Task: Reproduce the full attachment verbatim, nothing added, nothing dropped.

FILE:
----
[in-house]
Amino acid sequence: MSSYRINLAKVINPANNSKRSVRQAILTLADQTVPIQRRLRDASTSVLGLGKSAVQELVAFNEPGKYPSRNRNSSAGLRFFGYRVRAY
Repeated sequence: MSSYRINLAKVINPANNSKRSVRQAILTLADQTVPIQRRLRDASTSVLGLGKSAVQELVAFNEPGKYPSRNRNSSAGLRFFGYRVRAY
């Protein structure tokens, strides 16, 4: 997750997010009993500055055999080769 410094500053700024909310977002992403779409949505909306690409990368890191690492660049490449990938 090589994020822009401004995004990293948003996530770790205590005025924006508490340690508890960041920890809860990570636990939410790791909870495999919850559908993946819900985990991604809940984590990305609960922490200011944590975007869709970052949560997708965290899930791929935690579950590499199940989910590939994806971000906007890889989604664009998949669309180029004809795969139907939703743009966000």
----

[in-house]
Amino acid sequence: MSSYRINLAKVINPANNSKRSVRQAILTLADQTVPIQRRLRDASTSVLGLGKSAVQELVAFNEPGKYPSRNRNSSAGLRFFGYRVRAY
Repeated sequence: MSSYRINLAKVINPANNSKRSVRQAILTLADQTVPIQRRLRDASTSVLGLGKSAVQELVAFNEPGKYPSRNRNSSAGLRFFGYRVRAY
């Protein structure tokens, strides 16, 4: 997750997010009993500055055999080769 410094500053700024909310977002992403779409949505909306690409990368890191690492660049490449990938 090589994020822009401004995004990293948003996530770790205590005025924006508490340690508890960041920890809860990570636990939410790791909870495999919850559908993946819900985990991604809940984590990305609960922490200011944590975007869709970052949560997708965290899930791929935690579950590499199940989910590939994806971000906007890889989604664009998949669309180029004809795969139907939703743009966000």